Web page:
Mediterranean fruit fly and spotted wing drosophila are two insect pests Oxitec is planning to attack using RIDL Photo courtesy of Oxitec
A British biotechnology company is developing a novel new way to control insect pests. Called RIDL, which stands for Release of Insects with Dominant Lethality, it works somewhat like sterile insect releases.
Instead of using radiation to create sterile male insects that mate ineffectively with females, lethal genes inserted into a strain of insects kill the offspring of any females that the altered males mate with.
The company, Oxitec, located in Oxford, England, has applied to authorities in Spain for permission to evaluate its genetically modified olive fly, which could be used to suppress one of Europe’s most damaging insect pests. It has also applied to Brazil to carry out trials on its genetically modified Mediterranean fruit fly.
If approved by Spain, the study would be the first outdoor trial of a genetically modified insect in the European Union, according to Oxitec.
The company is already applying the RIDL technique in Brazil to control mosquitoes that carry dengue fever, and is working on agricultural applications for control of pink bollworm, Mediterranean fruit fly, Mexican fruit fly, spotted wing drosophila, diamondback moth, and tomato leafminer. The technology could be used against other pests that affect fruit crops—codling moth, oriental fruit moth, and many others.
“We are applying this approach in a number of insect pests besides the olive fly and are at various stages of developing the technology in other species,” said Michael Conway, a spokesperson for Oxitec, in an e-mail exchange with Good Fruit Grower.
“The basis of the strategy in all of these insects is that we modify the insects with a gene that is lethal to their offspring once outside the laboratory,” Conway said. “The gene can be lethal to both male and female insects or can be specific to females; either way, the effect is essentially the same.”
The lethal gene, called tTA, makes the insect dependant on tetracycline to live. So during rearing, the insects are given tetracycline. After being released and mating, they die, as do all of their offspring.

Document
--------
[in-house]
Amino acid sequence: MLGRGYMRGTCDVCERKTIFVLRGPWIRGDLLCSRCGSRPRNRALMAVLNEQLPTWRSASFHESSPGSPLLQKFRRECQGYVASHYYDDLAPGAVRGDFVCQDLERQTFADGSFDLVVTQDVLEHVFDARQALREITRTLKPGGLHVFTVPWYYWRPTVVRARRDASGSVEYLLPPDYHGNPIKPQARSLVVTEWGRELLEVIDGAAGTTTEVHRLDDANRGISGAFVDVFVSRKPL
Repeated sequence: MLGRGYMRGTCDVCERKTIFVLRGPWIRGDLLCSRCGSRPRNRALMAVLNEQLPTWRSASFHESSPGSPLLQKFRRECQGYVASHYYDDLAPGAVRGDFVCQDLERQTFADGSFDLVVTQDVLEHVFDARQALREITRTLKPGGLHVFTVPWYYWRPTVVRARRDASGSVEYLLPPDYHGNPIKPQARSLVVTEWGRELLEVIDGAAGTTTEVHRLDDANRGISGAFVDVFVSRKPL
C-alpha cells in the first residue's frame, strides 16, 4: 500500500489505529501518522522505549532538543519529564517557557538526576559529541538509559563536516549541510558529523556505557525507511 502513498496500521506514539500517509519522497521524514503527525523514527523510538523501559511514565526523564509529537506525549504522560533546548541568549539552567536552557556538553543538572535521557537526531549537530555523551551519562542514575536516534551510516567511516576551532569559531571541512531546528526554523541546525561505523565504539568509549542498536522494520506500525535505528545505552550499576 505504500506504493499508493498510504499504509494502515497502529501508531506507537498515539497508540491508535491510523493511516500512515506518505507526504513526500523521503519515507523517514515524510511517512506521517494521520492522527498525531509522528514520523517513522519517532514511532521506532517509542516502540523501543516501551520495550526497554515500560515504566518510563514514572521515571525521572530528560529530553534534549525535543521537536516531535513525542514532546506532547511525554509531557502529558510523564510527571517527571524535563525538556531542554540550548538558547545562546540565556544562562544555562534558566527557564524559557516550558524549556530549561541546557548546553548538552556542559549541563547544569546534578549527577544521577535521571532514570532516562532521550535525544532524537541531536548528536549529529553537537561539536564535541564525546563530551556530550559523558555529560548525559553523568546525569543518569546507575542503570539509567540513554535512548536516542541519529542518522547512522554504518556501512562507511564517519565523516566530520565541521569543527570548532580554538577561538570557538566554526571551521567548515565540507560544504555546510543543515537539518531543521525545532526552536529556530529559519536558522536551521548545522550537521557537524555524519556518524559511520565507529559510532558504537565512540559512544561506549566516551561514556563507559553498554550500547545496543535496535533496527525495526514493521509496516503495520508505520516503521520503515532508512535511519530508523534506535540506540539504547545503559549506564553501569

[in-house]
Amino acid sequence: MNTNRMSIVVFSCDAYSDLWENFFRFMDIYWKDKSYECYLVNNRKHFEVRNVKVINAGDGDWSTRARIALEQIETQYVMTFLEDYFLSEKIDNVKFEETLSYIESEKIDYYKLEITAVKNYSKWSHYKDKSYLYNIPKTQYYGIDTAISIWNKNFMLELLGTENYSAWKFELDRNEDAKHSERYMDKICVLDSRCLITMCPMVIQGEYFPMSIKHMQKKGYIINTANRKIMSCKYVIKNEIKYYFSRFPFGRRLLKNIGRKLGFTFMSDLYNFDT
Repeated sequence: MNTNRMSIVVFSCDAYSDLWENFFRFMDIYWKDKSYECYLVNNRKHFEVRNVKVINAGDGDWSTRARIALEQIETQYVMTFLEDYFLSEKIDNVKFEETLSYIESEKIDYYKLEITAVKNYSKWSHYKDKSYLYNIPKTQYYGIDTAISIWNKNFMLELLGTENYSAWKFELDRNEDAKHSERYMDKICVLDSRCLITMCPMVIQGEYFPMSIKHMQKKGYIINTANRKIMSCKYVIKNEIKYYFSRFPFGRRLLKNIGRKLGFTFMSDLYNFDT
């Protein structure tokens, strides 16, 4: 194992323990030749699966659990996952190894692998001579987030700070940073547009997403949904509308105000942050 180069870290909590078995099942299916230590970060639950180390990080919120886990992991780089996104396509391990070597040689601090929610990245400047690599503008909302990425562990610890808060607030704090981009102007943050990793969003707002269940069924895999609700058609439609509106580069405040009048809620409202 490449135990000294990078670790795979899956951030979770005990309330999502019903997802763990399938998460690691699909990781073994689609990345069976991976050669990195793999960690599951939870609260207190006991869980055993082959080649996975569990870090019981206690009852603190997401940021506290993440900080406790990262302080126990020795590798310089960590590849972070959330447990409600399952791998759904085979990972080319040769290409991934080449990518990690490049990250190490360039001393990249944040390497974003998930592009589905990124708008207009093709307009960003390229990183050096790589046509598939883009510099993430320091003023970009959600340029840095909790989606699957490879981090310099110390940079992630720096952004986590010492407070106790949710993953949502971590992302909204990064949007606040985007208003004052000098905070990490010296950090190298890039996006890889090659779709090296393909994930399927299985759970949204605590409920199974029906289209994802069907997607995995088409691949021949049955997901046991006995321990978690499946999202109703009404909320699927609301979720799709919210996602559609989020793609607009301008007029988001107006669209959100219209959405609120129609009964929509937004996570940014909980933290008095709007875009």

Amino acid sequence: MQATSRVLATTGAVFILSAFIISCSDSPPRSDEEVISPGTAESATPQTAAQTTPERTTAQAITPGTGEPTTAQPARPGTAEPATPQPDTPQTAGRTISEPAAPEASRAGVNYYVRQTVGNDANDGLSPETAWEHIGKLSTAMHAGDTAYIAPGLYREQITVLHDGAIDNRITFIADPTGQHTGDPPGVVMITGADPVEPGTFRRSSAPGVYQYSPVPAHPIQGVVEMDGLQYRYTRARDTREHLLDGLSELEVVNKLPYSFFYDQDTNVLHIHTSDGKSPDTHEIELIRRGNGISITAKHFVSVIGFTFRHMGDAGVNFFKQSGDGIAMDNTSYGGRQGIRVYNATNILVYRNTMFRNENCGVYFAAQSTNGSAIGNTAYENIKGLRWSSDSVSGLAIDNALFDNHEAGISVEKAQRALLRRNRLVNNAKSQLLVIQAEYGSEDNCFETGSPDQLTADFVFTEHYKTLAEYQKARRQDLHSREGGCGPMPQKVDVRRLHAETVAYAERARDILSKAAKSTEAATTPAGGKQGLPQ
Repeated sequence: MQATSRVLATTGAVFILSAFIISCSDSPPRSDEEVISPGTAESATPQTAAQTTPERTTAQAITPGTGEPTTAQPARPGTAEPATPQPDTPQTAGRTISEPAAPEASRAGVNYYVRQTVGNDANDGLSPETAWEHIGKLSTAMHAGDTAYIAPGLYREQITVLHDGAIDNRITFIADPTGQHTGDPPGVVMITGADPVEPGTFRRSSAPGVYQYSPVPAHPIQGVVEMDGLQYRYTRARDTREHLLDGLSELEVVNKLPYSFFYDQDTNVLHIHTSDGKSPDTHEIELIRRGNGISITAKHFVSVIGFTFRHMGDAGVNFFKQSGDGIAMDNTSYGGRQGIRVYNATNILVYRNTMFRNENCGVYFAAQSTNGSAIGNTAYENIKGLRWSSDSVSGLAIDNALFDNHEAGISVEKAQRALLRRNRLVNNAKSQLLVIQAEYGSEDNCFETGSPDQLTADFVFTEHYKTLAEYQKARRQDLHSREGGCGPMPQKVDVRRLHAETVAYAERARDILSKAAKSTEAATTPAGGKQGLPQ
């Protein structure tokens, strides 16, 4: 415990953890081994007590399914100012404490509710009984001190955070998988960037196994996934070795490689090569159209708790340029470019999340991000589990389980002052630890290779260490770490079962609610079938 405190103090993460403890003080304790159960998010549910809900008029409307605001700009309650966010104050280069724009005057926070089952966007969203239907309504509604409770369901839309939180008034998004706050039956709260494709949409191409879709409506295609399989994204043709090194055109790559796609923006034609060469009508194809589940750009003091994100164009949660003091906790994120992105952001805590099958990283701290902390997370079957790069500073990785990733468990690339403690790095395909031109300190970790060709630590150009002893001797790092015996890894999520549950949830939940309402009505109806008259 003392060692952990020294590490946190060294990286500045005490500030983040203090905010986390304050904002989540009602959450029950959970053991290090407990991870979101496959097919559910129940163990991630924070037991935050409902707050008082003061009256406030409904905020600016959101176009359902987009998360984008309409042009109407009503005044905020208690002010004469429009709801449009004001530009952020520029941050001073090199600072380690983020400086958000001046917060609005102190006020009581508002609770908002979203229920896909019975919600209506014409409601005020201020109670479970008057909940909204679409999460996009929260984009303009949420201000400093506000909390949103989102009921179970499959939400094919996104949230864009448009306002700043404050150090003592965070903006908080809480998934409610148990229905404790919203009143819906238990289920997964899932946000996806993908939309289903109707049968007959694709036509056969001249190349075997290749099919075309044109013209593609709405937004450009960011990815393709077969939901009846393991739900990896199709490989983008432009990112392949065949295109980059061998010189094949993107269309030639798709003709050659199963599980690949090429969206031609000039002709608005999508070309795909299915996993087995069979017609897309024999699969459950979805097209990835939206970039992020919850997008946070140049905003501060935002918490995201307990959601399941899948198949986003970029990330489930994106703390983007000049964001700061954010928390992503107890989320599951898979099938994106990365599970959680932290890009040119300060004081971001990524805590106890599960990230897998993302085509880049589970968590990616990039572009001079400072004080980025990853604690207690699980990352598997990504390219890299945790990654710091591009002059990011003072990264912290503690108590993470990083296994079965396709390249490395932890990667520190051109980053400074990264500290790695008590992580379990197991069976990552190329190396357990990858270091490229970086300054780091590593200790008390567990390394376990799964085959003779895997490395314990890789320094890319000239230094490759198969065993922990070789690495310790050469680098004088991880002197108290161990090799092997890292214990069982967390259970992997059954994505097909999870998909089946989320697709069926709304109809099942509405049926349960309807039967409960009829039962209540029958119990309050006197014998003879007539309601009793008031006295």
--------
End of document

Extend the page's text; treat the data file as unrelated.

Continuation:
Modified males, after release, track down and mate with wild female insects.
So how do insects get these lethal genes?
“The basic approach is that we inject insect embryos with a package of DNA that contains the lethal gene, along with a fluorescent marker to enable us to detect which insects are modified,” Conway said. “Some of the insects we inject will incorporate the injected DNA into their own DNA, which they then pass on to their offspring. Once this happens we can establish a family of modified insects, which we can rear in the lab.”
A key advantage of this approach is that it is completely specific to the target species, Conway added. Where chemicals might harm many insect species besides the pest—some of them beneficial—male olive flies will only mate with female olive flies, and the same for other species.
“So, at a time when many pests are showing resistance to commonly used pesticides, and there are growing environmental concerns about the use of others, we can both reduce chemical use and eliminate unwanted off-target effects on other species,” Conway said.
“There’s no better agent for tracking down female pest insects than males on the hunt for a mate—and that makes for an extremely efficient and effective approach,” he said.
While Europeans tend not to favor genetically modified crops, it is not clear how they may react to genetically modified crop pests. But Hadyn Parry, Oxitec’s chief executive, thinks European farmers need to find and embrace new solutions.
“GM technology in agriculture is normally associated with modification of the food crop and giving it a competitive advantage in terms of boosting its defense against insects,” says Dr. Neil Morrison, who leads Oxitec’s diamondback moth project. “But at Oxitec we have taken an alternative approach; we harness genetics to provide the effect we want without making any permanent change to the species and without the gene persisting in the environment.”
Nor does the gene produce toxins, as does the Bt gene that gives genetically modified crops, like corn and cotton, their defense against some insects.
“Rather than use a recombinant DNA approach to give the crop a -competitive advantage, we give the insect itself a distinct disadvantage—the inability to reproduce,” Morrison said.
“We think that a number of strategies to use our approach will evolve depending on the crop pest and the farmers’ needs,” Parry said.
One option is areawide control or elimination of a target pest, as is the goal of traditional radiation-based sterile insect releases. Another is preventative releases to prevent a seasonal peak in a pest population. It could be integrated into an IPM strategy or used preharvest when insecticides are restricted.
Oxitec was founded as a spinoff from the University of Oxford, and has carried out mosquito control work in partnership with global health institutions such as the Wellcome Trust, the Gates Foundation, and the World Economic Forum. •
After growing up on a Michigan dairy farm, Richard Lehnert began writing about farming in 1962, while still a junior studying journalism at Michigan State University. He worked at newspapers for a year before joining the staff of Michigan Farmer, where he spent 26 years, the last 15 as chief editor. He was a member of the staff of Good Fruit Grower from 2010 until 2015.
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